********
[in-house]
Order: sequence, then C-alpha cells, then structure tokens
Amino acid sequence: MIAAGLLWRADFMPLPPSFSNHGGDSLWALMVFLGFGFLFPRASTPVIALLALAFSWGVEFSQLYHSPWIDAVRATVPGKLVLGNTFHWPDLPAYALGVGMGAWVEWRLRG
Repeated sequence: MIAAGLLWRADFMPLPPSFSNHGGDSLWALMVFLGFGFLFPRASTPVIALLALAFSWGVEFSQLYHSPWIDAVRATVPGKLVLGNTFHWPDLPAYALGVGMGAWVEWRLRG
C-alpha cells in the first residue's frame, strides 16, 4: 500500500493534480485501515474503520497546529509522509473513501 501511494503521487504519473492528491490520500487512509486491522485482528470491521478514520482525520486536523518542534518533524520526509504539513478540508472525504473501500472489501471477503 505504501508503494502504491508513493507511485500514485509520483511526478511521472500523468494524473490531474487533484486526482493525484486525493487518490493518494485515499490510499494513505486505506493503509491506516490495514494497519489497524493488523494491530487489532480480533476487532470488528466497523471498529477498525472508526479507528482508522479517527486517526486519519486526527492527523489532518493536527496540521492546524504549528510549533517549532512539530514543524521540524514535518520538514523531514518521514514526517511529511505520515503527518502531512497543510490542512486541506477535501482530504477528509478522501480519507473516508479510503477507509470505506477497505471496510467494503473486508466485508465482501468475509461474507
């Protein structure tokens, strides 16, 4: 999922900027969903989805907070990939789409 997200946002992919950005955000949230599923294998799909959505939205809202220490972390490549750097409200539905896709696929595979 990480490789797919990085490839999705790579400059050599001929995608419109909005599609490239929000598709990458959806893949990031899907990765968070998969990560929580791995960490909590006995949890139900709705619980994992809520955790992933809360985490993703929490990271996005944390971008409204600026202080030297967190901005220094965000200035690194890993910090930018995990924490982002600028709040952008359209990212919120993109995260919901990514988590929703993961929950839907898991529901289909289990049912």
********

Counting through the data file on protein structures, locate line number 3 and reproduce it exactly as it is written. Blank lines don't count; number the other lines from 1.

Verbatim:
Amino acid sequence: MIAAGLLWRADFMPLPPSFSNHGGDSLWALMVFLGFGFLFPRASTPVIALLALAFSWGVEFSQLYHSPWIDAVRATVPGKLVLGNTFHWPDLPAYALGVGMGAWVEWRLRG